After telling voters that he does not “owe any duty to anyone to carry out my “promise” to stand for election,” ex-presidential election candidate Tan Kin Lian has cautioned voters that their vote is “not enough” and that they need to get into the trenches if they want to effect change.
In a Facebook post published yesterday (11 Apr), Tan wrote: “Some people think that their one vote is everything. They are over-demanding of the non PAP candidate and expect a lot of that candidate to win that vote.
“They do not realize that there are 2.5 million voters, each as demanding as they are.
“If they want change, they have to come out and help to make the change. Their one vote is not enough. They need to put in much, much, much more.
“If they don’t put in the effort, we will never see any change. They should just happily live with the PAP and not condemn the non PAP parties.”
Just a day before this latest post, Tan wrote that he will only be contesting in the general election if other like-minded people join him to achieve a change in government.
Revealing that he will be measuring the commitment of these like-minded folks through a series of “tests” he will be putting out in the coming days, he warned: “If I do not see enough of them coming forward, I will change my mind – and not stand for election. I do not owe any duty to anyone to carry out my “promise” to stand for election.”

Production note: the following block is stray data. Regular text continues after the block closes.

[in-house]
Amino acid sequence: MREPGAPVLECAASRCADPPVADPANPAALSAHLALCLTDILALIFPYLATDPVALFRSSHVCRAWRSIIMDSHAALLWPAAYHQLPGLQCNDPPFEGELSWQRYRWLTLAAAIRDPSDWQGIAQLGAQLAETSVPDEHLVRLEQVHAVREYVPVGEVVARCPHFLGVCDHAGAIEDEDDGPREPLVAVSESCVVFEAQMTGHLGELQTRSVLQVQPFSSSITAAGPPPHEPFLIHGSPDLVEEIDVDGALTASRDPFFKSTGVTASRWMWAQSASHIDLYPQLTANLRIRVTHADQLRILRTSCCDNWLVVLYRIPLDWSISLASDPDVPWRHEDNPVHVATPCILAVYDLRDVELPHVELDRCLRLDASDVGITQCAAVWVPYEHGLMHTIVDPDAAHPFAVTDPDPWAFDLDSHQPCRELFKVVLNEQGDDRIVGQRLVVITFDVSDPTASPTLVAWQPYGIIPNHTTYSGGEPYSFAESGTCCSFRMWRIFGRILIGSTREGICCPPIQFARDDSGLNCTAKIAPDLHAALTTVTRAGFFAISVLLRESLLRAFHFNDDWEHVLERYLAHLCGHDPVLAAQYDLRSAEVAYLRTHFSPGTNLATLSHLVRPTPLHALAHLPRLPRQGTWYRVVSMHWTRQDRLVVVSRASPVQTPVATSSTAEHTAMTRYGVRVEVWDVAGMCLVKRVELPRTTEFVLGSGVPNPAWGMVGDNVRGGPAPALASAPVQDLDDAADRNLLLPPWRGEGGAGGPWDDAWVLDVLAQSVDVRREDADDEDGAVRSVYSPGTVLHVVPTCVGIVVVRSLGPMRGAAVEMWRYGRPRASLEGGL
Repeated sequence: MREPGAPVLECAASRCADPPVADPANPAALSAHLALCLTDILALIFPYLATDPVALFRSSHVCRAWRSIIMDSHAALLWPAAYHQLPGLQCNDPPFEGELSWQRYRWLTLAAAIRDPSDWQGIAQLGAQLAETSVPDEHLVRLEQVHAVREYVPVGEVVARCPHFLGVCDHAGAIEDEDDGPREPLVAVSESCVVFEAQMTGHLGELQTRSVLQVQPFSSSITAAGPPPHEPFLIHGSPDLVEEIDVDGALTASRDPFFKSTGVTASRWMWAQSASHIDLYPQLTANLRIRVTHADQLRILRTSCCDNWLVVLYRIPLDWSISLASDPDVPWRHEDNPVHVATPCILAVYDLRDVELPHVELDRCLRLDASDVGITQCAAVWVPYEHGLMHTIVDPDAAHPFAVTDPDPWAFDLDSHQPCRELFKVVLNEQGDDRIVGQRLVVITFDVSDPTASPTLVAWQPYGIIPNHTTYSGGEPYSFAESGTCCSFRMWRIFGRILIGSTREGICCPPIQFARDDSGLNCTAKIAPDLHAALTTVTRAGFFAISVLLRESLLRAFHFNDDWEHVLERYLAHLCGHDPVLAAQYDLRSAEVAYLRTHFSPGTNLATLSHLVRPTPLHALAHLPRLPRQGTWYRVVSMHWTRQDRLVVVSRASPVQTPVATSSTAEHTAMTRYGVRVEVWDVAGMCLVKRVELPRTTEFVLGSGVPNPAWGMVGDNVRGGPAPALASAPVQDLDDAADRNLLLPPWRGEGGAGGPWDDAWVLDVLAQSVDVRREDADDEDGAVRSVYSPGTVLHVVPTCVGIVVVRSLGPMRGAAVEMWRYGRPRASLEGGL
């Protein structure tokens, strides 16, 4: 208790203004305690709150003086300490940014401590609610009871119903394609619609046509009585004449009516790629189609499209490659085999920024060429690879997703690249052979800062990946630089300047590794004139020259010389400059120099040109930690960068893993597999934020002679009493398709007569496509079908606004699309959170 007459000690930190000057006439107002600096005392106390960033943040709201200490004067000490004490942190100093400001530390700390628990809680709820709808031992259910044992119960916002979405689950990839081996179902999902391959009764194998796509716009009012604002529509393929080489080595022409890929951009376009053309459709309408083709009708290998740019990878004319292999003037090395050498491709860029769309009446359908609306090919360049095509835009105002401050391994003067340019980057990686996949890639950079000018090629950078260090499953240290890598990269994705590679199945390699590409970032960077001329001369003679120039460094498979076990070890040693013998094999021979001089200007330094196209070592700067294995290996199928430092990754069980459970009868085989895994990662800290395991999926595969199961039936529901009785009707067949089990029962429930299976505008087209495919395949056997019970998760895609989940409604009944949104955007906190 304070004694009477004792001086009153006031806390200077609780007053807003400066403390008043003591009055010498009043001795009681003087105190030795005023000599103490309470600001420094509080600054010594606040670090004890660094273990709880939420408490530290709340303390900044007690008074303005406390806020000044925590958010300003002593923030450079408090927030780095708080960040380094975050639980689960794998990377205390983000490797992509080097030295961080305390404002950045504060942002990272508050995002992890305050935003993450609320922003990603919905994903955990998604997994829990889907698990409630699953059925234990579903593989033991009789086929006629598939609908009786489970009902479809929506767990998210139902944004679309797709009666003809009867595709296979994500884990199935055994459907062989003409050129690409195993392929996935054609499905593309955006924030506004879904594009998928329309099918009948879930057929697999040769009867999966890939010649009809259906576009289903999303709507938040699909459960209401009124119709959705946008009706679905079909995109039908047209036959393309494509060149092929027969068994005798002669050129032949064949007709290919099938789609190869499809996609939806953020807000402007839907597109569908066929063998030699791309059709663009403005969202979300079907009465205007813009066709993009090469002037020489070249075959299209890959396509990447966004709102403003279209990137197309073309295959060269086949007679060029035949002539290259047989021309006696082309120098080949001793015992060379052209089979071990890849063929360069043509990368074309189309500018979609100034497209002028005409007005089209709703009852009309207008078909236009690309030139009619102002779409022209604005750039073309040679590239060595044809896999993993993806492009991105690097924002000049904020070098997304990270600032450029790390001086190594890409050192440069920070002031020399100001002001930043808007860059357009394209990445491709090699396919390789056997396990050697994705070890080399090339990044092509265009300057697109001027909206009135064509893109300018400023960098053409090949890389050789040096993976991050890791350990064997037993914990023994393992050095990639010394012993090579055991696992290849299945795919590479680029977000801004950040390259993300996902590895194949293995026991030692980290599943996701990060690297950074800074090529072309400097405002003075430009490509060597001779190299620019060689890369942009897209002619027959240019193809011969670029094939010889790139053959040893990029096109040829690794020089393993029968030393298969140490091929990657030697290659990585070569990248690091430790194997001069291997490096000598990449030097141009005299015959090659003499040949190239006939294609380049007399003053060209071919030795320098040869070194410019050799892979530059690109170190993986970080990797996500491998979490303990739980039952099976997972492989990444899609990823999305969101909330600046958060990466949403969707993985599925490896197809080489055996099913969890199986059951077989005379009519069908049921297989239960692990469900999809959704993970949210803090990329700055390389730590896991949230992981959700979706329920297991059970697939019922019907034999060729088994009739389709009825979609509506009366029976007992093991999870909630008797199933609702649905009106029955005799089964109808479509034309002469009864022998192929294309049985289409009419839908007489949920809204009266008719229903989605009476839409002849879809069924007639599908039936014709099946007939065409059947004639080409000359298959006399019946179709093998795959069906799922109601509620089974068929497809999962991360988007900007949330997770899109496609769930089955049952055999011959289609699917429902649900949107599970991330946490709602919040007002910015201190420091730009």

Tan explained that he wants to measure the commitment of his supporters because he and his family face the risk of being targeted, and discriminated against if he puts himself out there once more, but does not receive significant support.
Indicating that putting one’s self out there and speaking out in an effort to change the government is a “sacrifice” that people like him undertake, Mr Tan said that he needs to know if he can rely on the people’s support before he makes this sacrifice:
“Why do I want to measure the commitment of the supporters? This is my reason.
“Many people dare not come forward to speak against the government because they are afraid of being targeted. They are also worried that their family members may be targeted or discriminated in the workplace.
“I want to tell these people – I also have family members, who might face the same risk.
“So, I want these people to understand the sacrifice that the people willing to speak out (not just me, but others) have to make. We need to know how many people are willing to give their support, and if we can rely on their support.”
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